* PBOC may tighten cash supply to address inflation risks
* Corning jumps, Samsung unit may become largest shareholder
* Caterpillar falls after results, Boeing up
* Futures off: Dow 74 pts, S&P 9 pts, Nasdaq 17 pts
U.S. stocks were set to fall at the open, following four straight days of record highs on the S&P 500, amid concern over tightening financial conditions in China and weakness in European banks.
Two key Dow components highlighted a mixed earnings picture on Wall Street, with Caterpillar shares down 4.5 percent after cutting its full-year earnings forecast, and Boeing up 2.8 percent after raising its outlook for the year.
Major global equity markets weakened as China's primary short-term money rates rose on concern the People's Bank of China may tighten its cash supply to address inflation risks, a move that could hurt growth in the world's second-largest economy.
Further hurting bullish sentiment, the European Central Bank said it would put top euro zone banks through rigorous tests next year to build confidence in the sector. However, some analysts say if the review reveals unexpectedly large problems it could backfire by undermining the confidence it aims to bolster.
"Stocks are vulnerable at these levels and it doesn't take much of a push, whether it is weak Asian markets, a weak banking sector in Europe or a cloudy earnings picture, to have things roll over," said Art Hogan, managing director at Lazard Capital Markets in New York.
"We got to all-time highs and investors got a bit of vertigo."
S&P 500 futures fell 9 points and were below fair value, a formula that evaluates pricing by taking into account interest rates, dividends and time to expiration on the contract. Dow Jones industrial average futures fell 74 points and Nasdaq 100 futures lost 17 points.
The S&P 500 closed Tuesday at 1,754.67 after climbing earlier in the day to near 1,760. Its 23-percent year-to-date gain is just shy of its 23.5-percent advance in 2009, the index's best year in the past decade.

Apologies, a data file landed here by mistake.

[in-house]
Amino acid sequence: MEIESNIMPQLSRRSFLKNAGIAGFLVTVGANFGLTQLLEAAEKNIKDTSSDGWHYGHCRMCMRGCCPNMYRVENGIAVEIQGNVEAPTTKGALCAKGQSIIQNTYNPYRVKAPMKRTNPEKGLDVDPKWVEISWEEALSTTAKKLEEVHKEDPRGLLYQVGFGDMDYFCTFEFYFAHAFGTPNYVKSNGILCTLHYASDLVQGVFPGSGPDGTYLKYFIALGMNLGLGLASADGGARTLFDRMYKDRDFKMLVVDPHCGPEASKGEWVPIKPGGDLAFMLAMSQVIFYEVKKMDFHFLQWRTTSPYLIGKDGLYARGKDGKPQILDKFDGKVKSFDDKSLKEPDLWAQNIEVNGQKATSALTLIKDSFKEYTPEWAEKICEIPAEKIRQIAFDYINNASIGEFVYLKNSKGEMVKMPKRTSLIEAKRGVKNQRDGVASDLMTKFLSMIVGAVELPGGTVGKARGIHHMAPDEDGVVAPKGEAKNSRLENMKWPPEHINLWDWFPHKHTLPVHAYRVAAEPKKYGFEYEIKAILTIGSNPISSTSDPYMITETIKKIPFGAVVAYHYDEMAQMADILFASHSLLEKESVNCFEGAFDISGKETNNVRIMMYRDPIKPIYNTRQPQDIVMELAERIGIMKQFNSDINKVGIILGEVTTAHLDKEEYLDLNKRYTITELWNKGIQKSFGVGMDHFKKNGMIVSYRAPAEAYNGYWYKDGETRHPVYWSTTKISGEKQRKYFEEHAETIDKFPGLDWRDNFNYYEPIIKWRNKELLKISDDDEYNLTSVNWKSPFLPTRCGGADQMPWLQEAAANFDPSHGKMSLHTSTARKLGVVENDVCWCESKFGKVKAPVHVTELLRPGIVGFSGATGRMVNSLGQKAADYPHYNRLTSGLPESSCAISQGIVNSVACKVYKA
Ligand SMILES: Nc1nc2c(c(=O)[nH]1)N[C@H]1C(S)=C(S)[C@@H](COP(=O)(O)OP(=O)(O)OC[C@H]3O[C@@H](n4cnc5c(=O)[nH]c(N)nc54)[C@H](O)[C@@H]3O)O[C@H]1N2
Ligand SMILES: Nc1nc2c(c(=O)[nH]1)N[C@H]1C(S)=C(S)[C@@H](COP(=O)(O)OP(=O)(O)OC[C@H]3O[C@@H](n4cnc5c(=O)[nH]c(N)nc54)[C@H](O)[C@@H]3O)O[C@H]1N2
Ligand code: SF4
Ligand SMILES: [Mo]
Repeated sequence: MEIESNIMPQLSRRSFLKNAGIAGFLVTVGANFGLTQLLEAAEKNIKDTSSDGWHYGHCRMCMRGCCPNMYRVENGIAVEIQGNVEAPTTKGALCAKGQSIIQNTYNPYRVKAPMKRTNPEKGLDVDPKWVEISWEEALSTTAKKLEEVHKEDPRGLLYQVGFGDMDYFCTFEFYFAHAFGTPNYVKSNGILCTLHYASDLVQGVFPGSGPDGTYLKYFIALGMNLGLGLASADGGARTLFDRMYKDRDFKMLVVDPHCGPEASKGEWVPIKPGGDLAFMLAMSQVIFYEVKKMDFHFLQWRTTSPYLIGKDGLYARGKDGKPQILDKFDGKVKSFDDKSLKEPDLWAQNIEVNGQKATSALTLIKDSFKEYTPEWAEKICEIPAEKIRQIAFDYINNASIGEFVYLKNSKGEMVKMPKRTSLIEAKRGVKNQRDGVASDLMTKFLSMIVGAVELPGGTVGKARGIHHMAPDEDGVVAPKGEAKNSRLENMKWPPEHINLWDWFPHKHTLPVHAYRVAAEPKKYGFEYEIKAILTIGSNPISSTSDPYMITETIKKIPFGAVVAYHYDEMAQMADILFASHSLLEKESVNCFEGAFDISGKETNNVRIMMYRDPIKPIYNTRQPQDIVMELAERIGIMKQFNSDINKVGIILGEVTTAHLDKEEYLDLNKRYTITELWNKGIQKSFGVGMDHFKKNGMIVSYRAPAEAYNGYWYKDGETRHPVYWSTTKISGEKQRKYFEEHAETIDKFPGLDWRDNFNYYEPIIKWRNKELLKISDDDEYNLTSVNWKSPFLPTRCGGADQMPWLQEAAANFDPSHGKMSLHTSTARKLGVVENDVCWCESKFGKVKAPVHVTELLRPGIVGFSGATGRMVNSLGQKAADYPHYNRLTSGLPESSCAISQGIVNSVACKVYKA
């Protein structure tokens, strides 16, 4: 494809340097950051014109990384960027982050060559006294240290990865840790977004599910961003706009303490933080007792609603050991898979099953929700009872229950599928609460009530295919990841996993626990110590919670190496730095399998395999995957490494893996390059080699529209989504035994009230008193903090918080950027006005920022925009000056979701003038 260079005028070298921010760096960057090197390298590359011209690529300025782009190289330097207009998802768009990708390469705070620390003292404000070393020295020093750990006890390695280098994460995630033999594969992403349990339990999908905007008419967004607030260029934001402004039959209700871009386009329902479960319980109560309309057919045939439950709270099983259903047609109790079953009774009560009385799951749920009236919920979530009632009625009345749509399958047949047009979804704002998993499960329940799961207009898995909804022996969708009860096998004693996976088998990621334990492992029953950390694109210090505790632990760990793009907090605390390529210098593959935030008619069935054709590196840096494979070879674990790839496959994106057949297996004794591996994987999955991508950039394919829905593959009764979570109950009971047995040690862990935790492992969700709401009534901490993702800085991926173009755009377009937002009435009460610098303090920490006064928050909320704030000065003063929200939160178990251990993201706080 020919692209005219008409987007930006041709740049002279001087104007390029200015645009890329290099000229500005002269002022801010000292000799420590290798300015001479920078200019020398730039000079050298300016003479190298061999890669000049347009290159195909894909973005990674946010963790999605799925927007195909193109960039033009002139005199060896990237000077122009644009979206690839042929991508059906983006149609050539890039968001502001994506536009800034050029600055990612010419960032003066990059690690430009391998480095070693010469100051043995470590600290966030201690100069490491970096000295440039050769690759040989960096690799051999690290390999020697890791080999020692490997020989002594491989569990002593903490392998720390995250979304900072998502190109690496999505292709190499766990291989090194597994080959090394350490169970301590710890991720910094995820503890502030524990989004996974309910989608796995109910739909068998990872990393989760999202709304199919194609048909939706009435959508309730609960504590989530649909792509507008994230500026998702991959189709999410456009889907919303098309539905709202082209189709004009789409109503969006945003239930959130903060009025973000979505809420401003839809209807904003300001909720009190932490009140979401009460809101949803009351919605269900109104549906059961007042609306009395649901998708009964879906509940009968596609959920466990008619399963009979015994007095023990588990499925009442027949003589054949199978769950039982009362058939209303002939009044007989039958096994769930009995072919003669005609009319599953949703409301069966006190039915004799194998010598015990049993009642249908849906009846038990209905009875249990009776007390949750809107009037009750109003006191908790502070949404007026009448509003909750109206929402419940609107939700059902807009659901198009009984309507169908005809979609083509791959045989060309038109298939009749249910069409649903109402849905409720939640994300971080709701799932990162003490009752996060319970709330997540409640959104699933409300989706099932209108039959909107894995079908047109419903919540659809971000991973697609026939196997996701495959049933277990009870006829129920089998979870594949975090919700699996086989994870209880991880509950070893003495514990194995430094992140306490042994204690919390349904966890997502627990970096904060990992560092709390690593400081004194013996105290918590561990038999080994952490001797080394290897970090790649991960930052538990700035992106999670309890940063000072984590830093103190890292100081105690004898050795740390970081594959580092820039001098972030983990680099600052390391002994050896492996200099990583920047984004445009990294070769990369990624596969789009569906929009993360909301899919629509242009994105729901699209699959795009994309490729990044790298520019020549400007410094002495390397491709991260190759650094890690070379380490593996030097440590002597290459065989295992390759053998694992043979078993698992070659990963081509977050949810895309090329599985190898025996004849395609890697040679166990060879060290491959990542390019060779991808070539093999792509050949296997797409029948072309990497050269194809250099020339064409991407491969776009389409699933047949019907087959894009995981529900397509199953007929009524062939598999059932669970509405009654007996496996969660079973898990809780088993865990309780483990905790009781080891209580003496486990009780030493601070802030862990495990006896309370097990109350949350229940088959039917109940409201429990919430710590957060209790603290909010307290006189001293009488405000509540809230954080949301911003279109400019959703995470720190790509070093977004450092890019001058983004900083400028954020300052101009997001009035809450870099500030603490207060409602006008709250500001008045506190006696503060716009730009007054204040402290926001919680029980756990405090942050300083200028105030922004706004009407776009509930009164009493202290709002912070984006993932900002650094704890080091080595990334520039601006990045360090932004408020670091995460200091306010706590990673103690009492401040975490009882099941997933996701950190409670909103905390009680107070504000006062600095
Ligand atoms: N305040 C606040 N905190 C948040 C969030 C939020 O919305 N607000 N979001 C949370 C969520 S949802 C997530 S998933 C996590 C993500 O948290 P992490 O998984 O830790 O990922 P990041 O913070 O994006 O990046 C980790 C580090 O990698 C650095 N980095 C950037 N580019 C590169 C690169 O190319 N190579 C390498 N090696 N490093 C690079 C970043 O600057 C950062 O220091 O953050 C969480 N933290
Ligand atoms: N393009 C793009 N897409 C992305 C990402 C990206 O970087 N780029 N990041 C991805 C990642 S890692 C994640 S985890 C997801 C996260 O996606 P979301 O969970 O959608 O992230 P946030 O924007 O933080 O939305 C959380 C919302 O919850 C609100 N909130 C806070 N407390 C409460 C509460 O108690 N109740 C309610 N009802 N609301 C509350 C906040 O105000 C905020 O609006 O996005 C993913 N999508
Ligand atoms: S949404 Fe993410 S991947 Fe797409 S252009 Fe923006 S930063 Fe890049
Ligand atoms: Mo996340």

Shares of Caterpillar Inc fell 4.5 percent in premarket trading after the mining and construction equipment company posted a lower-than-expected quarterly profit and cut its full-year forecast again.
Boeing Co reported a rise in adjusted profit in the third quarter and raised its full-year forecast, sending its shares up 2.9 percent in premarket trading.
A unit of Samsung Electronics could become the biggest shareholder of Corning Inc, the maker of scratch-resistant Gorilla Glass used in many mobile gadgets. Corning shares jumped 20 percent in premarket trading.
Broadcom, programmable chipmaker Altera and radio frequency chipmaker RF Micro Devices on Tuesday joined Intel and Texas Instruments on a list of semiconductor companies that have unveiled underwhelming quarterly forecasts over the past week.
Broadcom shares fell 8.1 percent in premarket trading, Altera fell 7 percent and RF Micro lost 6.7 percent.
Shares of Cree Inc fell 16.4 percent in premarket trading after the maker of light-emitting diodes forecast current-quarter earnings below analysts' estimates.
According to Thomson Reuters data through Tuesday morning, of 128 companies in the S&P 500 that have reported earnings, 63.3 percent have topped analysts' expectations, in line with the beat rate since 1994 but below the 66 percent rate of the past four quarters.